Many Haitians practice Vodou to some extent, although typically also practice Roman Catholicism, seeing no issue in pursuing the two different systems simultaneously. Smaller Vodouist communities exist elsewhere, especially among the Haitian diaspora in the United States. Both in Haiti and abroad Vodou has spread beyond its Afro-Haitian origins and is practiced by individuals of various ethnicities. Vodou has faced much criticism through its history, having repeatedly been described as one of the world’s most misunderstood religions.

Voodoo exhibit at the Canadian Museum of Civilization
Author shankar s. from Dubai, united arab emirates

Creative Commons Attribution

Teaching the existence of single supreme God, Vodou has been described as a monotheistic religion. This entity, which is believed to have created the universe, is known as the Grand Mèt, Bondyé, or Bonié. The latter names derive from the French Bon Dieu (“Good God”). For Vodouists, Bondyé is regarded as being remote and transcendent, not involving itself in human affairs; there is thus little point in approaching it directly. Haitians will frequently use the phrase si Bondye vie (“if Bondye is willing”), suggesting a broader belief that all things occur in accordance with this deity’s will. While Vodouists often equate Bondyé with the Christian God, Vodou does not incorporate belief in a powerful antagonist that opposes the supreme being akin to the Christian notion of Satan.

All texts are from wikipedia.org

About the Voodoo exhibit at the Canadian Museum of Civilization from Author shankar s.

Another interesting temporary exhibit at the Canadian Museum of Civilization was this Haitian Voodoo exhibit. There were signs at the entrance warning weak hearted people to keep away as they could find some of the artefacts frightening or grisly as there were also bodies and body parts there. Photography was prohibited, but I did manage to sneak a couple of shots with my SLR. This room is filled with voodoo related doodads used by those practicing voodoo. (Ottawa, Canada, Dec. 2012)

The Museum itself is in Gatineau Quebec sector of Hull. REM born and raise six blocks from there.

The Museum change name since its beginning

  • Geological Survey of Canada Montreal Quebec
  • Museum of man who moved from Metcalfe St Ottawa Ontario to Laurier St Hull Quebec
  • Canadian Museum of Civilization
  • Now The Museum of History

The museum was founded in 1856 as the display hall for the Geological Survey of Canada, which was accumulating not only minerals, but biological specimens, and historical and ethnological artifacts. It was founded in Montreal, and was moved to Ottawa in 1881. In 1910, upon recommendation from Franz Boas, the anthropologist-linguist Edward Sapir was appointed as the first anthropologist in the newly formed anthropology division of the museum. Soon after, the anthropologists Diamond Jenness and Marius Barbeau were hired. In 1910, now named the National Museum of Canada, it moved into the brand-new Victoria Memorial Museum Building on Metcalfe Street in downtown Ottawa. The National Gallery of Canada also occupied half a floor in the building. In 1968, the museum was split into the Museum of Nature and the Museum of Man, but both remained in the same building. In 1982, the Government of Canada announced that the Museum of Man would be moved to its own separate facility in Hull, Quebec (now Gatineau).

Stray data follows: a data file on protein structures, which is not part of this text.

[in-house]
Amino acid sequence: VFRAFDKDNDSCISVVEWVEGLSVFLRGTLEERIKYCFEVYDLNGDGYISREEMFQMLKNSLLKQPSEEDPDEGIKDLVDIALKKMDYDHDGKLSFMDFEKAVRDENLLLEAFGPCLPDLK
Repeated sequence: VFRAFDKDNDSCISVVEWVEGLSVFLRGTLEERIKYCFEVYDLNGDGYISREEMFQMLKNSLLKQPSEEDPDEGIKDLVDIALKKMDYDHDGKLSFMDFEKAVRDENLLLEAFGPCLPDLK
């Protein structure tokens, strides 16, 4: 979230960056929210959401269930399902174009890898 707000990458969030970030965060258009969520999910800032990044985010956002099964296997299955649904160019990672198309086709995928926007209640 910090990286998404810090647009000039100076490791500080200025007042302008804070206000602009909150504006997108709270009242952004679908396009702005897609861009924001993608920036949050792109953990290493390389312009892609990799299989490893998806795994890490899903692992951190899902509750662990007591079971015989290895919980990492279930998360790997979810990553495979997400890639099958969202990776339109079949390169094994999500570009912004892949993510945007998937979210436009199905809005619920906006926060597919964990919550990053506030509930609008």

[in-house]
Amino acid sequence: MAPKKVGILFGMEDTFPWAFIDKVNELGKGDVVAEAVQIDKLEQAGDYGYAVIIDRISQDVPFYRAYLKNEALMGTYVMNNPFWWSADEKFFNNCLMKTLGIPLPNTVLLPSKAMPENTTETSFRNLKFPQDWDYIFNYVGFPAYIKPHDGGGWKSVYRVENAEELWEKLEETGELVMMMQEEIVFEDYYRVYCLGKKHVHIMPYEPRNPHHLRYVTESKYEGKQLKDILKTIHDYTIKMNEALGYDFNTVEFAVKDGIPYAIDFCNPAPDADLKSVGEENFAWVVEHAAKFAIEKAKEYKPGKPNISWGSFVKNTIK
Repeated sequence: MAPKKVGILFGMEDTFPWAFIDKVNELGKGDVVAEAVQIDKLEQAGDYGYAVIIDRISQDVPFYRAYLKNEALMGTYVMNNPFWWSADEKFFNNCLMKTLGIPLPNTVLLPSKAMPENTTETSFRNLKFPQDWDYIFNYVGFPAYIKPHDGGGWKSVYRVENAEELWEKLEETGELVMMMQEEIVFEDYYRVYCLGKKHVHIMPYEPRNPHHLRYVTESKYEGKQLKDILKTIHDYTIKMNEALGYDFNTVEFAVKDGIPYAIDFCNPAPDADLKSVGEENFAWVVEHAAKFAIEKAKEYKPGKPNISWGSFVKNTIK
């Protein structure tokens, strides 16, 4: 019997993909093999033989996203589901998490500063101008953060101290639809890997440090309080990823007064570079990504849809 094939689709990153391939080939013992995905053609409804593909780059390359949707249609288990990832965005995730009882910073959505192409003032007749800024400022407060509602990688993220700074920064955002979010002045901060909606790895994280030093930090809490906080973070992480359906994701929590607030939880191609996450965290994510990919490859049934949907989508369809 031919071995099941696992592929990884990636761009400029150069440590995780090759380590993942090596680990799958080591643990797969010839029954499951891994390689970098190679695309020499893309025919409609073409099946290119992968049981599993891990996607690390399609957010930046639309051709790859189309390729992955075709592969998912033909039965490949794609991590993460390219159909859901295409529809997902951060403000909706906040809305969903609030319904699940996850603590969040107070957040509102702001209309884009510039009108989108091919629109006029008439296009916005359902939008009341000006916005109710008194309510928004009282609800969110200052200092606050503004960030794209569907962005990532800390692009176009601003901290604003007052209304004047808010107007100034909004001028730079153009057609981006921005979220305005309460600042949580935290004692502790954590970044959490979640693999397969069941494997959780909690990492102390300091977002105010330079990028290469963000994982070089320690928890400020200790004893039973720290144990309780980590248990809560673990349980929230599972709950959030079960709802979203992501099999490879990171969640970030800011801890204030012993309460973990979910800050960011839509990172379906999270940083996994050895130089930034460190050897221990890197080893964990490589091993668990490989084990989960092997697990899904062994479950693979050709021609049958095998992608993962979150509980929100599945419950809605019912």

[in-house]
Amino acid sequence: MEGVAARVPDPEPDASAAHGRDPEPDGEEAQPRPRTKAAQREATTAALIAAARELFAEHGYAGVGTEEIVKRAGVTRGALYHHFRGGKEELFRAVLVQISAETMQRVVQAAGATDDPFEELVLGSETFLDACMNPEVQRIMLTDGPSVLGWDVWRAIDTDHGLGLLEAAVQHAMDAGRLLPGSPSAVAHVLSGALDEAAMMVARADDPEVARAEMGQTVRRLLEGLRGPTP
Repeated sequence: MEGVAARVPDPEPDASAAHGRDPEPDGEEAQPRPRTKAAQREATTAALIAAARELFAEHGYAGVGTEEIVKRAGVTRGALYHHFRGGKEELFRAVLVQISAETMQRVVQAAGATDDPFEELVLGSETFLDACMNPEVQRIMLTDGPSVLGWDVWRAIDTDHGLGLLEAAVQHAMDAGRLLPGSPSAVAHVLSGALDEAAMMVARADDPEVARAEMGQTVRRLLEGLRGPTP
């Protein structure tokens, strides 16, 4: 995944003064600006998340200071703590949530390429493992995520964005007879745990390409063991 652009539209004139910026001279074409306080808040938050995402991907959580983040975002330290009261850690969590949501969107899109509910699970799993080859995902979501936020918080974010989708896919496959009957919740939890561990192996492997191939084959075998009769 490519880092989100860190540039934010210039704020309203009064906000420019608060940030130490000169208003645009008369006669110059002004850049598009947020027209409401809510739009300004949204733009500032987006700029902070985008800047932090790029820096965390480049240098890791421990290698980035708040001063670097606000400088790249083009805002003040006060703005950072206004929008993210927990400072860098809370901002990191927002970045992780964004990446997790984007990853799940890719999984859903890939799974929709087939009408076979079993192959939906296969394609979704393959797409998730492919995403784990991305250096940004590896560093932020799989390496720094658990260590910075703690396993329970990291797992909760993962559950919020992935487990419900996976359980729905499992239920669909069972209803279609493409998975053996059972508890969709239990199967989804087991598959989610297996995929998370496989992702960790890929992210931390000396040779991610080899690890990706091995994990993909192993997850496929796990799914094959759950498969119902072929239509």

In response to criticisms that “Museum of Man” could be interpreted as gender-biased in light of modern sensibilities, a competition was launched in 1986 to find a new name. The National Museum of Man became the Canadian Museum of Civilization. In 1989, the museum moved into the new facility. At the time of its opening, the cost of the museum had ballooned from an initial estimate of approximately $80 million to approximately $340 million. Despite initial criticisms of the perceived Disneyfication of the museum, its enormous costs, unique architecture, and unfinished exhibits from many quarters (including the Conservative government of Brian Mulroney), the museum soon became a major tourist attraction and was embraced by different political factions as a national symbol of “a pluralistic, multicultural society.” In 2005, the museum attracted 1,396,000 visitors but attendance had fallen to 1.2 million in 2010.

The name of the museum was changed in 2013 to the Canadian Museum of History. Opposition parties protested the $500,000 rebranding costs during a period of austerity. The new name was accompanied by a change in purpose for the institution, namely an increased focus on Canadian history. Prior to December 12, 2013, the Museums Act had established the purpose of the prior Canadian Museum of Civilization as:

The purpose of the Canadian Museum of Civilization is to increase, throughout Canada and internationally, interest in, knowledge and critical understanding of and appreciation and respect for human cultural achievements and human behavior by establishing, maintaining and developing for research and posterity a collection of objects of historical or cultural interest, with special but not exclusive reference to Canada, and by demonstrating those achievements and behaviour, the knowledge derived from them and the understanding they represent.

Canadian Museum of History (historymuseum.ca)